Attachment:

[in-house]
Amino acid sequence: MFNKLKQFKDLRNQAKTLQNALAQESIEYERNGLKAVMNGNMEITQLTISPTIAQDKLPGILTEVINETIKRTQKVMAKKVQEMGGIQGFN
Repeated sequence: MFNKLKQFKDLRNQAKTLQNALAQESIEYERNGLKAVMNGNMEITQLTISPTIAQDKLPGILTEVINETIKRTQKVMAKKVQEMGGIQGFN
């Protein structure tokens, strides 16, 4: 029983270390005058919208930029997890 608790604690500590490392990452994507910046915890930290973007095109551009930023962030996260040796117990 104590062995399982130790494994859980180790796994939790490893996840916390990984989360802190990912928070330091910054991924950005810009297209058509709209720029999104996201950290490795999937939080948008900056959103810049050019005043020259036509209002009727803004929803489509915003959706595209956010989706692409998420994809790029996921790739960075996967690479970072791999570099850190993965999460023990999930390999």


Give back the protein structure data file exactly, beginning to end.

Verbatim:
[in-house]
Amino acid sequence: MFNKLKQFKDLRNQAKTLQNALAQESIEYERNGLKAVMNGNMEITQLTISPTIAQDKLPGILTEVINETIKRTQKVMAKKVQEMGGIQGFN
Repeated sequence: MFNKLKQFKDLRNQAKTLQNALAQESIEYERNGLKAVMNGNMEITQLTISPTIAQDKLPGILTEVINETIKRTQKVMAKKVQEMGGIQGFN
């Protein structure tokens, strides 16, 4: 029983270390005058919208930029997890 608790604690500590490392990452994507910046915890930290973007095109551009930023962030996260040796117990 104590062995399982130790494994859980180790796994939790490893996840916390990984989360802190990912928070330091910054991924950005810009297209058509709209720029999104996201950290490795999937939080948008900056959103810049050019005043020259036509209002009727803004929803489509915003959706595209956010989706692409998420994809790029996921790739960075996967690479970072791999570099850190993965999460023990999930390999």